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Oracle, VMware agree to deal on cloud technology, technical support

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09/17/2019 | 04:42pm EDT
The Oracle logo is shown on an office building in Irvine, California

(This Sept. 16 story changes "with" in sixth paragraph to "without")

By Stephen Nellis

Oracle is competing against Amazon.com Inc and Microsoft Corp to offer cloud services, where businesses use Oracle's data centres to handle their computing needs. In recent years, cloud providers have worked to woo large businesses that still run their own data centres to move some or all of that work to the cloud.

VMware has emerged as a key player because many cloud holdouts use it to power their own data centres. To win over those customers, cloud providers need technical compatibility with VMware. Amazon, Microsoft and Alphabet Inc's Google have all announced partnerships with VMware in recent years.

Oracle, which announced the deal at its annual user conference in San Francisco, OpenWorld, has designed a system to allow joint customers to move VMware-based computing work to its cloud without reworking the code, said Clay Magouyrk, senior vice president of engineering Oracle Cloud Infrastructure.

"We've focused on giving customers maximal control," he told Reuters. "We had to do some very fundamental engineering."

The two companies said that Oracle would offer technical support to customers who run its applications on top of VMware. Many companies will not run business-critical systems like financial software without the option for support.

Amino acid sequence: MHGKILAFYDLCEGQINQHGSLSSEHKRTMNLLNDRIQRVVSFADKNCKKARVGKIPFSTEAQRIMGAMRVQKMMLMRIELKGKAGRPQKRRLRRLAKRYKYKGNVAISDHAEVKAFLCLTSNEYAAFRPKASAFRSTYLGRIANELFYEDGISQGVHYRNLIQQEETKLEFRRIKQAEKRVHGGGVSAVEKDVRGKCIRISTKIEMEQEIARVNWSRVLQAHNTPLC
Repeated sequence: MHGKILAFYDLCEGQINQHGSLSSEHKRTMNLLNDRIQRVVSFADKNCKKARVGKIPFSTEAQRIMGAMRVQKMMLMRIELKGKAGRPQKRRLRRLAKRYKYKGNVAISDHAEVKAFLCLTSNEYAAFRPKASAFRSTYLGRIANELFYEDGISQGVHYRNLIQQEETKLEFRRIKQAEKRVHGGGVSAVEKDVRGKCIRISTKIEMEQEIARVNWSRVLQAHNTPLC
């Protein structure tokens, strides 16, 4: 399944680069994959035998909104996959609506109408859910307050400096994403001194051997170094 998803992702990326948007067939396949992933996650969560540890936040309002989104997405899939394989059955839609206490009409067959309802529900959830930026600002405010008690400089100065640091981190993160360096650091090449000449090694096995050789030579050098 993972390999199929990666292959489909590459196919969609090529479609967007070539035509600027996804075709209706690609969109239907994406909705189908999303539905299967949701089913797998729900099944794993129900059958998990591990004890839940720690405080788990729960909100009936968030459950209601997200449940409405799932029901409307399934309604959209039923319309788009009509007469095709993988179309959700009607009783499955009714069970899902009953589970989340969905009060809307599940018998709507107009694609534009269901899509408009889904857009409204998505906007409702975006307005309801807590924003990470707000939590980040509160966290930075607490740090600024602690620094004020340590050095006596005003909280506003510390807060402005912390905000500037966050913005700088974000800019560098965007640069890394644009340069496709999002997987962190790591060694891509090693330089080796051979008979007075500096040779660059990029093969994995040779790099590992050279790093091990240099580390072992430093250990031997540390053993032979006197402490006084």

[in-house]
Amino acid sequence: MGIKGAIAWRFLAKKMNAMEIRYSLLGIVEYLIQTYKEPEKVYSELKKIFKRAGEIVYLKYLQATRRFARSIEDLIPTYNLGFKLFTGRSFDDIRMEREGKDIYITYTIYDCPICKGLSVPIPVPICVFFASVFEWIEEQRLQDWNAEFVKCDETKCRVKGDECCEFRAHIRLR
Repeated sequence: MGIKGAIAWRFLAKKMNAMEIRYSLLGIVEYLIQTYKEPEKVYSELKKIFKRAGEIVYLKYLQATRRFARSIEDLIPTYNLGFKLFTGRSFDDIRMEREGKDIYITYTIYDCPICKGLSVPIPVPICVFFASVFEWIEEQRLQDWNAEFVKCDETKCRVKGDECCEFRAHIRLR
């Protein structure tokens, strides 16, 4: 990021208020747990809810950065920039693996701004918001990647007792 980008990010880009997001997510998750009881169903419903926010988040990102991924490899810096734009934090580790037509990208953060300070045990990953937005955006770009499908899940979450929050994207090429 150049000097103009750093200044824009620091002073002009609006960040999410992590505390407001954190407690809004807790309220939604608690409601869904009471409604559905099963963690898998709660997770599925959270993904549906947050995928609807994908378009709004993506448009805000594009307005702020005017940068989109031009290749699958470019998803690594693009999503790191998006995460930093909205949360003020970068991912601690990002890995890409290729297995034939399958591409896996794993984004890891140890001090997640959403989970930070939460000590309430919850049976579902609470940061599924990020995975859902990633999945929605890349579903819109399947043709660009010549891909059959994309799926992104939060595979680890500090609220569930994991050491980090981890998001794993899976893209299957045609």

Oracle and VMware have clashed in the past over the issue.

VMware's core tool splits up one physical computer server into multiple smaller "virtual" machines to ensure that all of a company's computers are put to full use. Oracle offered a competing product and was unclear on whether it would provide support when, for example, its financial software was used with VMware.

Oracle said on Monday it would now provide support for those situations.

"Customers don't want to deploy two products unless it's supported by both vendors. This was a stumbling block for the past two decades," said Sanjay Poonen, chief operating officer for customer operations at VMware, said in an interview.

"Our relationship with Oracle is significantly better than it was 20 years ago. It's a new day."

(Reporting by Stephen Nellis in San Francisco; Editing by Sonya Hepinstall)

Stocks mentioned in the article
ChangeLast1st jan.
ALPHABET INC. -5.51% 1510.8 Delayed Quote.12.80%
LINE CORPORATION 0.19% 5370 End-of-day quote.0.37%
MICROSOFT CORPORATION -4.96% 202.68 Delayed Quote.28.39%
ONE STOP SYSTEMS, INC. -2.25% 2.17 Delayed Quote.7.43%
VMWARE, INC. -6.62% 129.89 Delayed Quote.-14.43%
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